Abortion laws: What’s happening in states neighboring Ohio?

With Ohio’s handful of abortion clinics severely restricted and potentially threatened with closure, options for people seeking to end their pregnancy are limited — but not necessarily out of reach.

On June 24, the same day the U.S. Supreme Court’s overturned Roe v. Wade, a federal judge lifted the injunction blocking Ohio’s 2019 “Heartbeat Bill,” which banned almost all abortions after five or six weeks’ gestation — before many women know they’re pregnant.

Nothing in current Ohio law prohibits traveling out of state for an abortion or criminalizes having an abortion elsewhere, said Jessie Hill, professor of law at Case Western Reserve University.

This news organization studied the impact of the Heartbeat Bill and abortion law in neighboring states for a report on what options those seeking abortions have if Ohio law would prevent it.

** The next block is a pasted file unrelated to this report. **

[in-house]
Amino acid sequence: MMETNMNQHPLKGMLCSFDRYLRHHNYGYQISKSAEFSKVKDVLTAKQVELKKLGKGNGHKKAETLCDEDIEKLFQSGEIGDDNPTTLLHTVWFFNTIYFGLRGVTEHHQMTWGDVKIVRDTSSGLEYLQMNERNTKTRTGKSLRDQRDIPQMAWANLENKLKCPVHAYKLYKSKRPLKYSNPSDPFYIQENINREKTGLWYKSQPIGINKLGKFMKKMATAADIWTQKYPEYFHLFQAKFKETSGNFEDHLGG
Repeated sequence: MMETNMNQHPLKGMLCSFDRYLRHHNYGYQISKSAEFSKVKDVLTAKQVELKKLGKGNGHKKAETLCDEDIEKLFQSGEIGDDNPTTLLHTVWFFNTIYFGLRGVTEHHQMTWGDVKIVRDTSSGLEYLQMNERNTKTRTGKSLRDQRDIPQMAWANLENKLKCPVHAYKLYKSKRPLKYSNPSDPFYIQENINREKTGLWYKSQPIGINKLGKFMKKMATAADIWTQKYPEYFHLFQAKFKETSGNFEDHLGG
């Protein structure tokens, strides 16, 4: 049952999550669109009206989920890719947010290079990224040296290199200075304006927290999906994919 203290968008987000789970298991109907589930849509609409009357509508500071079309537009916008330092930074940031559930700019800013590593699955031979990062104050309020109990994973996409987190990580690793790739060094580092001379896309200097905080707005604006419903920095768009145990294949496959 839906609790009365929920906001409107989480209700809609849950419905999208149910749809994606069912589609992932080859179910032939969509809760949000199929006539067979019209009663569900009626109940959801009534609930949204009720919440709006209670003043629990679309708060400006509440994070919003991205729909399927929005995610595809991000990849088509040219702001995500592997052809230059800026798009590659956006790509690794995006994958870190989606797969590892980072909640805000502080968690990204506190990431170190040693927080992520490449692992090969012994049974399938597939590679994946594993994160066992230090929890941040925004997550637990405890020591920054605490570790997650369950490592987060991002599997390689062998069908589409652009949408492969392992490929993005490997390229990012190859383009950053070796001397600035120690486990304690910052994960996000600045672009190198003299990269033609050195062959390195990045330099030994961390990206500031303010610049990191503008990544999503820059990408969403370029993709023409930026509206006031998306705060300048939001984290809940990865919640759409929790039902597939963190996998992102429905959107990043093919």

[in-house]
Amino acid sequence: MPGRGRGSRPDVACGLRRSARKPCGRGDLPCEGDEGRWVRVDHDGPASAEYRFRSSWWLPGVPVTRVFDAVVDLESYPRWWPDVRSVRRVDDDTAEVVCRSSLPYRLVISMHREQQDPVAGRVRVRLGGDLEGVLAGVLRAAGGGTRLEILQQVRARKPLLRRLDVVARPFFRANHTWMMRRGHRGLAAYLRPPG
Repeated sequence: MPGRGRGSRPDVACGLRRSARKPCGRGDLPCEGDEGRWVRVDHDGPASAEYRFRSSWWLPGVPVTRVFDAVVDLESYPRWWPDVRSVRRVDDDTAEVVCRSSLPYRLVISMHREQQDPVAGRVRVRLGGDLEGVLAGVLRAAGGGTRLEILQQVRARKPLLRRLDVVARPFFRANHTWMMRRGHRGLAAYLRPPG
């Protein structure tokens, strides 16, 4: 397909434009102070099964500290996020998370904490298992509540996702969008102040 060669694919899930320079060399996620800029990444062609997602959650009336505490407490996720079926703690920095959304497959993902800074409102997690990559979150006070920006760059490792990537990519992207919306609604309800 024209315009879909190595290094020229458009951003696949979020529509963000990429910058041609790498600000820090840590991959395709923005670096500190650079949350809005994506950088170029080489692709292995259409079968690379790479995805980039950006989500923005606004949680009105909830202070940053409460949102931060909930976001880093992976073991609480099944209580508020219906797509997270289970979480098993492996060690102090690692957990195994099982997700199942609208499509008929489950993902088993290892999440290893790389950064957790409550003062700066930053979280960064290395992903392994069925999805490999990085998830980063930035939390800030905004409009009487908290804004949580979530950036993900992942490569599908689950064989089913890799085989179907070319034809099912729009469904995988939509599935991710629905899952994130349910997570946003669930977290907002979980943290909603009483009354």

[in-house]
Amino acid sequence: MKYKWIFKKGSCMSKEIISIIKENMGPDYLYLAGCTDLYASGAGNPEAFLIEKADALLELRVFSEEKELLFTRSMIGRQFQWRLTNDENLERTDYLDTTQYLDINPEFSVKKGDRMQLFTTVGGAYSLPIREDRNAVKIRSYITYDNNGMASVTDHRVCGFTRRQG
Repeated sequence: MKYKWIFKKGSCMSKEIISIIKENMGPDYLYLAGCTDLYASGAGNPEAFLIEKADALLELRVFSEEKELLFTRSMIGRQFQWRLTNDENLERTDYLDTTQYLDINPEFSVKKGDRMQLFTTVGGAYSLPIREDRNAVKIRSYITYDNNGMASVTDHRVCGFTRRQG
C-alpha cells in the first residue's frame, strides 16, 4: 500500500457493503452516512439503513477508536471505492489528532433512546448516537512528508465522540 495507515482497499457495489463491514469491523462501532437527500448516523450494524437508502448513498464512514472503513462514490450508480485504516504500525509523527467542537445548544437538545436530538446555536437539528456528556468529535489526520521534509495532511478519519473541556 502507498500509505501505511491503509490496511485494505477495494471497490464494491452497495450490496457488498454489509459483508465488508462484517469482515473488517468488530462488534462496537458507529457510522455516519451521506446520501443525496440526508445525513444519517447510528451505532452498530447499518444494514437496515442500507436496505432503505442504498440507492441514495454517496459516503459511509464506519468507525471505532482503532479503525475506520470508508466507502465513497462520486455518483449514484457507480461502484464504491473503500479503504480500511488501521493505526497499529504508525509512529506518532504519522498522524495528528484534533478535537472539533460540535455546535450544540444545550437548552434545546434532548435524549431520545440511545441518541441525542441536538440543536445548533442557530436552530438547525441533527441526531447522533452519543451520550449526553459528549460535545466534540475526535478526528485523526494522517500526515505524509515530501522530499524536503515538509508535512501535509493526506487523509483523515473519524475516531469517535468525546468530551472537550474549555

» What are Ohioans’ options under new abortion restrictions?

Indiana: Abortion is banned after 22 weeks of pregnancy, with some exceptions built into law. Patients must have an 18-hour waiting period before having an abortion

Kentucky: A judge granted a request to temporarily suspend the state’s law that went into effect after the Roe v. Wade overturning that banned all abortions.

Michigan: Republicans want to enforce a 1931 law that banned abortion, but Democrats in the state have said they will work to prevent that from happening. A state judge issued a temporary injunction on enforcement last week, so abortion remains legal.

Pennsylvania: Abortion is banned after 24 weeks after a person’s last menstrual period. Those seeking an abortion must wait 24 hours before the procedure.

West Virginia: Abortion is banned with no exceptions for rape or incest. A lawsuit was filed not long over Roe v. Wade was overturned that seeks to block enforcement of the law.

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